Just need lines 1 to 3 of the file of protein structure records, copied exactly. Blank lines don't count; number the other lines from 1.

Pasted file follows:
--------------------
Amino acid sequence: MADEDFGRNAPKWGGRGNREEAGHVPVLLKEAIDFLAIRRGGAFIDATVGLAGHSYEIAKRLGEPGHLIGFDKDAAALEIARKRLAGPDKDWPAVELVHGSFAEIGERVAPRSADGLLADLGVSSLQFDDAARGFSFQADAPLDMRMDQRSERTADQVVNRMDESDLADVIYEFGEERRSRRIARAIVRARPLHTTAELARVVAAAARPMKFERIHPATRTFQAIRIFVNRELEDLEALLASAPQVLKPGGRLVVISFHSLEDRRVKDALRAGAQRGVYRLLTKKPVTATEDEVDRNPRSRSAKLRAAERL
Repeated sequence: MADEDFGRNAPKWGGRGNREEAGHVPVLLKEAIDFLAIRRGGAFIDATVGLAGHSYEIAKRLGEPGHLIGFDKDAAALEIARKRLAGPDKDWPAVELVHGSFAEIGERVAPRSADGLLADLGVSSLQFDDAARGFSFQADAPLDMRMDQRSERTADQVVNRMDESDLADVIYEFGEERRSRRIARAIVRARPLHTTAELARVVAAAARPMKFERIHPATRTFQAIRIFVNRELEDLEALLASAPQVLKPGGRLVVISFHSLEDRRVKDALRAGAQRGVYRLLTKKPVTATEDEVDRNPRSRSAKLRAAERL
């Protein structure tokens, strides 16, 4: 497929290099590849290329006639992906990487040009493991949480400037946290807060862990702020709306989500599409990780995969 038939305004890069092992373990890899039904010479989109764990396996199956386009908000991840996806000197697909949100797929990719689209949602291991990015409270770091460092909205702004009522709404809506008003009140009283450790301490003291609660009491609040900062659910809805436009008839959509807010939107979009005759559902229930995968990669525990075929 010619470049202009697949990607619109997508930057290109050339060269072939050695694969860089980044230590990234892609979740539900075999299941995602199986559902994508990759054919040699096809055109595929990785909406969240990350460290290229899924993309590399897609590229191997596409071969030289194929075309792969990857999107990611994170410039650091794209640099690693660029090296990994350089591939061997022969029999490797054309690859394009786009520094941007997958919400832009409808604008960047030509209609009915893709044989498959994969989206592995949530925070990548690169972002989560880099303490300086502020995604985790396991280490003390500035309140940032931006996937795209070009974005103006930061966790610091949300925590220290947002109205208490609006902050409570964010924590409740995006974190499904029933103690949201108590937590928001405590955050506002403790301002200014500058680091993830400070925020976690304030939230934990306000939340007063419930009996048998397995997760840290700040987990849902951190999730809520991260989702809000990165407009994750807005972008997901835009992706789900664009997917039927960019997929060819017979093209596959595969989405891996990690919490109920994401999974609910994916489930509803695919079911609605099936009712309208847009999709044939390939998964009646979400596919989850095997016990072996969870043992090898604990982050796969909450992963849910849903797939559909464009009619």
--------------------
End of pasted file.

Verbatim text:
Amino acid sequence: MADEDFGRNAPKWGGRGNREEAGHVPVLLKEAIDFLAIRRGGAFIDATVGLAGHSYEIAKRLGEPGHLIGFDKDAAALEIARKRLAGPDKDWPAVELVHGSFAEIGERVAPRSADGLLADLGVSSLQFDDAARGFSFQADAPLDMRMDQRSERTADQVVNRMDESDLADVIYEFGEERRSRRIARAIVRARPLHTTAELARVVAAAARPMKFERIHPATRTFQAIRIFVNRELEDLEALLASAPQVLKPGGRLVVISFHSLEDRRVKDALRAGAQRGVYRLLTKKPVTATEDEVDRNPRSRSAKLRAAERL
Repeated sequence: MADEDFGRNAPKWGGRGNREEAGHVPVLLKEAIDFLAIRRGGAFIDATVGLAGHSYEIAKRLGEPGHLIGFDKDAAALEIARKRLAGPDKDWPAVELVHGSFAEIGERVAPRSADGLLADLGVSSLQFDDAARGFSFQADAPLDMRMDQRSERTADQVVNRMDESDLADVIYEFGEERRSRRIARAIVRARPLHTTAELARVVAAAARPMKFERIHPATRTFQAIRIFVNRELEDLEALLASAPQVLKPGGRLVVISFHSLEDRRVKDALRAGAQRGVYRLLTKKPVTATEDEVDRNPRSRSAKLRAAERL
């Protein structure tokens, strides 16, 4: 497929290099590849290329006639992906990487040009493991949480400037946290807060862990702020709306989500599409990780995969 038939305004890069092992373990890899039904010479989109764990396996199956386009908000991840996806000197697909949100797929990719689209949602291991990015409270770091460092909205702004009522709404809506008003009140009283450790301490003291609660009491609040900062659910809805436009008839959509807010939107979009005759559902229930995968990669525990075929 010619470049202009697949990607619109997508930057290109050339060269072939050695694969860089980044230590990234892609979740539900075999299941995602199986559902994508990759054919040699096809055109595929990785909406969240990350460290290229899924993309590399897609590229191997596409071969030289194929075309792969990857999107990611994170410039650091794209640099690693660029090296990994350089591939061997022969029999490797054309690859394009786009520094941007997958919400832009409808604008960047030509209609009915893709044989498959994969989206592995949530925070990548690169972002989560880099303490300086502020995604985790396991280490003390500035309140940032931006996937795209070009974005103006930061966790610091949300925590220290947002109205208490609006902050409570964010924590409740995006974190499904029933103690949201108590937590928001405590955050506002403790301002200014500058680091993830400070925020976690304030939230934990306000939340007063419930009996048998397995997760840290700040987990849902951190999730809520991260989702809000990165407009994750807005972008997901835009992706789900664009997917039927960019997929060819017979093209596959595969989405891996990690919490109920994401999974609910994916489930509803695919079911609605099936009712309208847009999709044939390939998964009646979400596919989850095997016990072996969870043992090898604990982050796969909450992963849910849903797939559909464009009619």